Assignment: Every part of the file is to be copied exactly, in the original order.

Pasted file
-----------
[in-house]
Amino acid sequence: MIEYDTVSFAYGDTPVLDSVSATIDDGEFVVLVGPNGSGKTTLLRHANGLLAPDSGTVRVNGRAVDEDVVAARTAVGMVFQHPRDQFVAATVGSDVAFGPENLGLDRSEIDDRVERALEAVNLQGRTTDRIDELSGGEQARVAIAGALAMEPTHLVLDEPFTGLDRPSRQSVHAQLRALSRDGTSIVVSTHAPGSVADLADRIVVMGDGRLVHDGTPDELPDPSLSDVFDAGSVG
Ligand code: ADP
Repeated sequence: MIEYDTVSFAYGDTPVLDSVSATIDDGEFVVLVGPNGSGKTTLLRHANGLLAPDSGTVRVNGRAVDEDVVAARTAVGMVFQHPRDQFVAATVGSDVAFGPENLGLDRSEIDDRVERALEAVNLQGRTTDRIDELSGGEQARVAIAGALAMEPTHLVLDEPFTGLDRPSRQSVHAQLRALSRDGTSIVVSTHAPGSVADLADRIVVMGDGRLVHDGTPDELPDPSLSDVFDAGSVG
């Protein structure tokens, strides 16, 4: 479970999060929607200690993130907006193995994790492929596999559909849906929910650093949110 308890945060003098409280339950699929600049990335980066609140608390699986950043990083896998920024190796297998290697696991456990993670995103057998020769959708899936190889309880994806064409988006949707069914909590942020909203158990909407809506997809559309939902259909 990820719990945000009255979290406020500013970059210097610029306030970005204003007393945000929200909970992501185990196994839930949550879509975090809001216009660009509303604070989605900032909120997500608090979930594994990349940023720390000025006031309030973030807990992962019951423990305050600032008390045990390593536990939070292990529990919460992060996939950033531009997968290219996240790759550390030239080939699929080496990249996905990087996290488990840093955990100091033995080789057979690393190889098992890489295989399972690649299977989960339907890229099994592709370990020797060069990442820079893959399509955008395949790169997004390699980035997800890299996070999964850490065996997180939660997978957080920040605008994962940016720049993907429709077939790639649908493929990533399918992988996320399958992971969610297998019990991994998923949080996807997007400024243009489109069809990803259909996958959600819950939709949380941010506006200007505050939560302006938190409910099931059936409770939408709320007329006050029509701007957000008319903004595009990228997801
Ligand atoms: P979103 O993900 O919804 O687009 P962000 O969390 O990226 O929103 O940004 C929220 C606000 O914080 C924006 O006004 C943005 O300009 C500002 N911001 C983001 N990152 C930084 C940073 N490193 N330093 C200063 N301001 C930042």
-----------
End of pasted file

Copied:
[in-house]
Amino acid sequence: MIEYDTVSFAYGDTPVLDSVSATIDDGEFVVLVGPNGSGKTTLLRHANGLLAPDSGTVRVNGRAVDEDVVAARTAVGMVFQHPRDQFVAATVGSDVAFGPENLGLDRSEIDDRVERALEAVNLQGRTTDRIDELSGGEQARVAIAGALAMEPTHLVLDEPFTGLDRPSRQSVHAQLRALSRDGTSIVVSTHAPGSVADLADRIVVMGDGRLVHDGTPDELPDPSLSDVFDAGSVG
Ligand code: ADP
Repeated sequence: MIEYDTVSFAYGDTPVLDSVSATIDDGEFVVLVGPNGSGKTTLLRHANGLLAPDSGTVRVNGRAVDEDVVAARTAVGMVFQHPRDQFVAATVGSDVAFGPENLGLDRSEIDDRVERALEAVNLQGRTTDRIDELSGGEQARVAIAGALAMEPTHLVLDEPFTGLDRPSRQSVHAQLRALSRDGTSIVVSTHAPGSVADLADRIVVMGDGRLVHDGTPDELPDPSLSDVFDAGSVG
């Protein structure tokens, strides 16, 4: 479970999060929607200690993130907006193995994790492929596999559909849906929910650093949110 308890945060003098409280339950699929600049990335980066609140608390699986950043990083896998920024190796297998290697696991456990993670995103057998020769959708899936190889309880994806064409988006949707069914909590942020909203158990909407809506997809559309939902259909 990820719990945000009255979290406020500013970059210097610029306030970005204003007393945000929200909970992501185990196994839930949550879509975090809001216009660009509303604070989605900032909120997500608090979930594994990349940023720390000025006031309030973030807990992962019951423990305050600032008390045990390593536990939070292990529990919460992060996939950033531009997968290219996240790759550390030239080939699929080496990249996905990087996290488990840093955990100091033995080789057979690393190889098992890489295989399972690649299977989960339907890229099994592709370990020797060069990442820079893959399509955008395949790169997004390699980035997800890299996070999964850490065996997180939660997978957080920040605008994962940016720049993907429709077939790639649908493929990533399918992988996320399958992971969610297998019990991994998923949080996807997007400024243009489109069809990803259909996958959600819950939709949380941010506006200007505050939560302006938190409910099931059936409770939408709320007329006050029509701007957000008319903004595009990228997801
Ligand atoms: P979103 O993900 O919804 O687009 P962000 O969390 O990226 O929103 O940004 C929220 C606000 O914080 C924006 O006004 C943005 O300009 C500002 N911001 C983001 N990152 C930084 C940073 N490193 N330093 C200063 N301001 C930042």